There are a number of reasons why children might offer a model for good discipleship – wonder, trust, hope, playfulness…However, here the point seems to be about their lowly status, a status linked with the similar status of a servant/slave.  There is something important about being at the bottom of the pile, being close to the ground. Jesus is using what you might call shock tactics to get a point across – getting us to see something differently, challenging conventional wisdom.  In John’s gospel he does this by washing his disciples’ feet so that they are looking down on him rather than up at him.  Their rabbi is their servant.  Here he does it by standing a child next to him so that they have to look up at the child as well as him.  Suddenly a child is more important than them.

In his biography of Pope Francis Paul Vallely describes how early on in his papacy he was flying from Rome on a papal visit.  When travelling he carries a small, black rather old case with him.  Before boarding the plane he reached for this case and couldn’t find it.  One of his aides explained that a member of staff had carried it on to the plane where it was waiting for the Holy Father.  ‘No’, he said, ‘I want to carry it on to the plane myself like any other passenger’.  They had to retrieve it from the plane so he could do this.  The pope carrying his own case!  It’s like the pope living in an apartment rather than the papal palace, or the pope inviting people living on the streets to dinner with him.  These are shock tactics, getting us to enter a different paradigm, one where the first are last, the last first etc.

So, what is it about children and servants?  There’s just one word I want to consider – obedience.  Children and servants are under orders.  They have to do what others tell them.  In a recent tv programme about Princess Margaret her former chauffeur, Mr Griffin, reminisced about his time with her.  What he seemed to remember were instructions.  After all, he was a royal servant.  ‘Griffin, drive to Windsor today’.  ‘We’ll take the Ford Prefect, not the Rolls today, Griffin’, ‘Burn those letters, Griffin’, and so on.  While Mr Griffin was on the job he was under orders.

Jesus describes himself as a servant.  (The Son of Man came to serve Mk 10.45).  He is one under orders.  He wants his disciples, us, to be like him, to be those under orders.  There is a simplicity, a freedom, a clarity about being under God’s orders.  We see that simplicity in Jesus’ repeating at intervals to these disciples that he is going to Jerusalem whether or not they think it’s a good idea.  He’s obedient to his calling.  He’s under orders.  Immediately before the conversation reported in today’s gospel he’s been up on a mountain where an encounter with Moses and Elijah confirms his sense that his exodus, his departure, his death, lies ahead and he is to meet it.  So he moves towards Jerusalem with that assurance.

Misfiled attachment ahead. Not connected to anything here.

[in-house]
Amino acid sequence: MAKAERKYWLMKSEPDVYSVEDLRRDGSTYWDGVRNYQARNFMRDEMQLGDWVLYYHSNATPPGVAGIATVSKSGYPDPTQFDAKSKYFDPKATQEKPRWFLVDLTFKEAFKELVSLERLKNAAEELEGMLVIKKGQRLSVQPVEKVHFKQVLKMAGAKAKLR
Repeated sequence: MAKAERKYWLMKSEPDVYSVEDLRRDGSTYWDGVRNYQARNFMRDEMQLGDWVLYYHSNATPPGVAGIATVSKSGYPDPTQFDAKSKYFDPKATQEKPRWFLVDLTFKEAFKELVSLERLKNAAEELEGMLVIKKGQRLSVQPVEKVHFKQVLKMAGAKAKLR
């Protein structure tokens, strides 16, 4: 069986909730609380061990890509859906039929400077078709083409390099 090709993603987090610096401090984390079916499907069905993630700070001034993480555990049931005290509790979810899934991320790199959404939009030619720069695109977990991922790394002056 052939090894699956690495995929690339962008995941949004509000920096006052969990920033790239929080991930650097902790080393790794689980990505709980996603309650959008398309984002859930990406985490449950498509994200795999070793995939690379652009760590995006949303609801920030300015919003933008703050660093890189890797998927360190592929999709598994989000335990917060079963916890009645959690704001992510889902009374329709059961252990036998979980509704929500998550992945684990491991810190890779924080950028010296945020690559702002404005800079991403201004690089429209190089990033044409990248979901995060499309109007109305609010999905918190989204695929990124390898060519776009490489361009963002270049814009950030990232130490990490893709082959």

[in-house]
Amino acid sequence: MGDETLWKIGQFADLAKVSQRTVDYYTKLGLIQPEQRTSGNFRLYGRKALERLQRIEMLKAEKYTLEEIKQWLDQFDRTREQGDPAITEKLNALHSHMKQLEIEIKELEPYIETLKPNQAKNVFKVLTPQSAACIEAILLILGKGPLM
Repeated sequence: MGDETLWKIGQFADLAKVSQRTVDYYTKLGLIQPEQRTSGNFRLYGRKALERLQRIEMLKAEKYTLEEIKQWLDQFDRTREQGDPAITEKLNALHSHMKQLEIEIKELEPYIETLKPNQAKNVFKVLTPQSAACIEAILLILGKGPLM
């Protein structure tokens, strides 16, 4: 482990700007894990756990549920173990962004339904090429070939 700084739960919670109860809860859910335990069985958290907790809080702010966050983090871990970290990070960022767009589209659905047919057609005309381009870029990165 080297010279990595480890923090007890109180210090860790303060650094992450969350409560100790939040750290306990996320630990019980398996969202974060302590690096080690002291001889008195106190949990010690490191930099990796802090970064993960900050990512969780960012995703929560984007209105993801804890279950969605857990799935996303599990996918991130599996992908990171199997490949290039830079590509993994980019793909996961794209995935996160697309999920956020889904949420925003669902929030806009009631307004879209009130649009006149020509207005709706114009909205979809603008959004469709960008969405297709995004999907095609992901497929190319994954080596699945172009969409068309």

Being under orders is not the same as someone taking control of our lives.  Princess Margaret couldn’t do that with Griffin.  God doesn’t do that with us.  He is not inviting us to become his robots.  He doesn’t manipulate us.  We can see Jesus wrestling with his orders in Gethsemane; he was free to choose.  He wasn’t God’s puppet.

‘But how do I know if what I am doing, if this choice I am making is following God’s orders?’  I can hear someone asking.  ‘Perhaps I’m on the wrong path!’  The most basic thing God asks of us is that we express a desire to be under his orders.  We will not necessarily know if we’re on the right path.  There may not even be a right path in the terms we are thinking of.  But in expressing our desire to be following God we are already on the way and here in today’s gospel Mark offers a picture of how we might do that.  He gives a picture of the Good Disciple.  Jesus sits, he looks at the 12, and now at us, and, gently pointing to the ground, invites us to sit there, to give him our attention and to listen to him.  As we listen we absorb this new upside down wisdom that can seem like folly and over time the choices we make and the decisions we take are shaped by it.  It can be a daily practice for us; sitting, looking up at Christ and listening, demonstrating our desire to be under his orders.  Try it!


Featured Image: ‘Child’ – by Jennifer Paliga and Kimberly Mcintosh